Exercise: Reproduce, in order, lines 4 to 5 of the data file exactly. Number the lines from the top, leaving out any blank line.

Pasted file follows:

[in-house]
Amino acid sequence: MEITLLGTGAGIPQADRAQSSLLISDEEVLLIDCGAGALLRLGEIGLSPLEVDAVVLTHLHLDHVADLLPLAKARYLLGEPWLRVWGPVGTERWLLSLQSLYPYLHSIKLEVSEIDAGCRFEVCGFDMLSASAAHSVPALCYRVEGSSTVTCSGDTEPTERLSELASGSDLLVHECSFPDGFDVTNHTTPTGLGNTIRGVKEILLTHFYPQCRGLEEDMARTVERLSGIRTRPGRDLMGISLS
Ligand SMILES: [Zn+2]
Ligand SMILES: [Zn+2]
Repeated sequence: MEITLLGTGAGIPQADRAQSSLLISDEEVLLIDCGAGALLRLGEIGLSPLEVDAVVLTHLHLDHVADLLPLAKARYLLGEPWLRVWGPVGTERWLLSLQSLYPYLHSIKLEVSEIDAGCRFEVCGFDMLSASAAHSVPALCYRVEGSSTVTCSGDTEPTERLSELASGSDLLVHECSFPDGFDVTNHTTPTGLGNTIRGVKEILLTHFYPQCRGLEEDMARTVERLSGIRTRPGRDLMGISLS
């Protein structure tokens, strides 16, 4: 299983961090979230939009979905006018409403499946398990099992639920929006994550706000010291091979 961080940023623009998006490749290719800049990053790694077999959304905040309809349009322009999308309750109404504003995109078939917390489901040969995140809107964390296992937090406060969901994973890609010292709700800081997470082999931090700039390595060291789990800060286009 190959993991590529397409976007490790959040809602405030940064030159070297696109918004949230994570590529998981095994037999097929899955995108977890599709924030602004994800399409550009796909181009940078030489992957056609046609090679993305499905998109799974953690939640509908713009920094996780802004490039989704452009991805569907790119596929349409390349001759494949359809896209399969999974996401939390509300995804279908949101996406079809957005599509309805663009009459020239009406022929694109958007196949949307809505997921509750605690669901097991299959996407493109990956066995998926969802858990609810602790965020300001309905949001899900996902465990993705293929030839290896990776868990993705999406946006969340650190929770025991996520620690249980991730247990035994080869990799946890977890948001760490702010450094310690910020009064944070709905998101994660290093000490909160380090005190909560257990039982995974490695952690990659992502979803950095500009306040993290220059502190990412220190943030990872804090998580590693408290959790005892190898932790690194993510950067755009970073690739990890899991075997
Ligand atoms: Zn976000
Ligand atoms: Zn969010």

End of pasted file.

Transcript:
Ligand SMILES: [Zn+2]
Repeated sequence: MEITLLGTGAGIPQADRAQSSLLISDEEVLLIDCGAGALLRLGEIGLSPLEVDAVVLTHLHLDHVADLLPLAKARYLLGEPWLRVWGPVGTERWLLSLQSLYPYLHSIKLEVSEIDAGCRFEVCGFDMLSASAAHSVPALCYRVEGSSTVTCSGDTEPTERLSELASGSDLLVHECSFPDGFDVTNHTTPTGLGNTIRGVKEILLTHFYPQCRGLEEDMARTVERLSGIRTRPGRDLMGISLS